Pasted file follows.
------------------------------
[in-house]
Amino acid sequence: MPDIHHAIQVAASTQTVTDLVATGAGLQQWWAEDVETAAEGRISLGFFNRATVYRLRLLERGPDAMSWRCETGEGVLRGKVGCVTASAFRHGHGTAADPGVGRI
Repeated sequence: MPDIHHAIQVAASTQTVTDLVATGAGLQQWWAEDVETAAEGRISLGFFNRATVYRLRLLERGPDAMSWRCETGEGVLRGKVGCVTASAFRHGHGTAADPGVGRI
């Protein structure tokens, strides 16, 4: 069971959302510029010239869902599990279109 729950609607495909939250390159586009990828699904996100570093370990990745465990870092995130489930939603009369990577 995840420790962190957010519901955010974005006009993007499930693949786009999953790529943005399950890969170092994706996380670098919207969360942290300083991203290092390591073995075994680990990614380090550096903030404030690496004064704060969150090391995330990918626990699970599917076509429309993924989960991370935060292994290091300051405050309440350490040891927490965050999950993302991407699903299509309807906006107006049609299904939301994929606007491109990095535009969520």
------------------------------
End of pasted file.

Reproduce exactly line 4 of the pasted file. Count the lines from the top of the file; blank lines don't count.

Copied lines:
């Protein structure tokens, strides 16, 4: 069971959302510029010239869902599990279109 729950609607495909939250390159586009990828699904996100570093370990990745465990870092995130489930939603009369990577 995840420790962190957010519901955010974005006009993007499930693949786009999953790529943005399950890969170092994706996380670098919207969360942290300083991203290092390591073995075994680990990614380090550096903030404030690496004064704060969150090391995330990918626990699970599917076509429309993924989960991370935060292994290091300051405050309440350490040891927490965050999950993302991407699903299509309807906006107006049609299904939301994929606007491109990095535009969520």